Food

Tulsi, Mehtaphor, Junoon, and East India Tea Co.: Four Fall Openings From Indian Chefs

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I’ve often wondered why there aren’t more successful high-end Indian restaurants in New York — legit Indian or Indian-influenced places that are not better than the best down-home spots, but which show subcontinental cooking from a different perspective. (No one ever argues that the great cheap French joint cancels out the appeal of upscale French restaurants, but how often have you heard the phrase “expensive for Indian food”?)

In the limited bunch, Devi is one of my favorites, though I haven’t been there since Hemant Mathur left, and more recently, Tamarind Tribeca has turned out to be awfully good.

But now we’re in the midst of a mini-boom, because this fall, four chefs of Indian origin are opening up new restaurants: three focused on Indian cuisine, one Indian-influenced.

Hemant Mathur, formerly of Devi, is opening Tulsi, a restaurant named for the Hindi word for holy basil, at 211 East 46th Street. The 65-seat restaurant will specialize in Northern Indian food, including at least one dish from Mathur’s native Rajasthan. Last we heard, the chef was shooting for a September opening.

Jehangir Mehta, who also owns Graffiti, will open Mehtaphor in the Duane Street Hotel. It will offer several eating areas, including a cocktail-dessert bar, a small dining room, and a bar. It’s “Graffiti-plus-plus-plus,” says a representative. “The food is definitely Indian-influenced, but also influenced by his French training and other Southeast Asian and Japanese elements.” Mehtaphor is also shooting for a September opening.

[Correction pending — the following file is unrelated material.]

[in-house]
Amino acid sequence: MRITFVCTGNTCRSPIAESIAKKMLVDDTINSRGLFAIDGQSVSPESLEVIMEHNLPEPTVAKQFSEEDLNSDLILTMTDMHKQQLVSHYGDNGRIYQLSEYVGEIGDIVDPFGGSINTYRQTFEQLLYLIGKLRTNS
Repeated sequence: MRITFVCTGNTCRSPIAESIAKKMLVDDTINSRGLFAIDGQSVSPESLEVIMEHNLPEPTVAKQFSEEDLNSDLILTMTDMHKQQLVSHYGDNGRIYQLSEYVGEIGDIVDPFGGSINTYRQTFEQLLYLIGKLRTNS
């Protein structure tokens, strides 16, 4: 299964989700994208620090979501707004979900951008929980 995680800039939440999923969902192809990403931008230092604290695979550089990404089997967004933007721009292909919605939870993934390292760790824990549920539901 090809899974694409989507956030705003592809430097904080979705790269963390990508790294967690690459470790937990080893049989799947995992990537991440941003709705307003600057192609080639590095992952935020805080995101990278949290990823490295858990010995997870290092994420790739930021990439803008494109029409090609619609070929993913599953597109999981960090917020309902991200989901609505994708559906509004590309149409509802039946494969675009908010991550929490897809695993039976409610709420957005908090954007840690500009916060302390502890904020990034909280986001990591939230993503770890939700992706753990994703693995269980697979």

Junoon, at 27 West 24th Street, will focus on cooking methods like tandoor grilling and clay-pot simmering. The kitchen will be directed by Vikas Khanna, and the place is owned by Rajesh Bhardwaj, who has been affiliated with Cafe Spice. Representatives say it’s aiming for a September or October opening.

And finally, East India Tea Company is a new project from Peter Beck, of Tamarind. Located at 101 Lexington Avenue, the restaurant is modeled after Calcutta snack shops, plus Anglo-Indian accents, like a tea garden. Look for it in September.

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